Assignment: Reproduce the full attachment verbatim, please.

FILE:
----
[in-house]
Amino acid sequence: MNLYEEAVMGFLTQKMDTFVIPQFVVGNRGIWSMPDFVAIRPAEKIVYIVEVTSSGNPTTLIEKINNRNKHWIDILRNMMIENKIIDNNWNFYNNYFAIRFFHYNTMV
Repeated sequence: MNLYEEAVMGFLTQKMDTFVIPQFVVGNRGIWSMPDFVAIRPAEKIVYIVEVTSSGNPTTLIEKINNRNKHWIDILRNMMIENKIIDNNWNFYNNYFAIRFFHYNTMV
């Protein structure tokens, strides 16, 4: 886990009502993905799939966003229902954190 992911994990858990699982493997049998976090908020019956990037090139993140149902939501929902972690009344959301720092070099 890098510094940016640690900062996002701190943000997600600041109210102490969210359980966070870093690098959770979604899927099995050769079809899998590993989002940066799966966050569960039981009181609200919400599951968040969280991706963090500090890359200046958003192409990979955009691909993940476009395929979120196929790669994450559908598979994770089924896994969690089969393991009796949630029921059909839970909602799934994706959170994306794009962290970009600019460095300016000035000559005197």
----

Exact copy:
[in-house]
Amino acid sequence: MNLYEEAVMGFLTQKMDTFVIPQFVVGNRGIWSMPDFVAIRPAEKIVYIVEVTSSGNPTTLIEKINNRNKHWIDILRNMMIENKIIDNNWNFYNNYFAIRFFHYNTMV
Repeated sequence: MNLYEEAVMGFLTQKMDTFVIPQFVVGNRGIWSMPDFVAIRPAEKIVYIVEVTSSGNPTTLIEKINNRNKHWIDILRNMMIENKIIDNNWNFYNNYFAIRFFHYNTMV
């Protein structure tokens, strides 16, 4: 886990009502993905799939966003229902954190 992911994990858990699982493997049998976090908020019956990037090139993140149902939501929902972690009344959301720092070099 890098510094940016640690900062996002701190943000997600600041109210102490969210359980966070870093690098959770979604899927099995050769079809899998590993989002940066799966966050569960039981009181609200919400599951968040969280991706963090500090890359200046958003192409990979955009691909993940476009395929979120196929790669994450559908598979994770089924896994969690089969393991009796949630029921059909839970909602799934994706959170994306794009962290970009600019460095300016000035000559005197």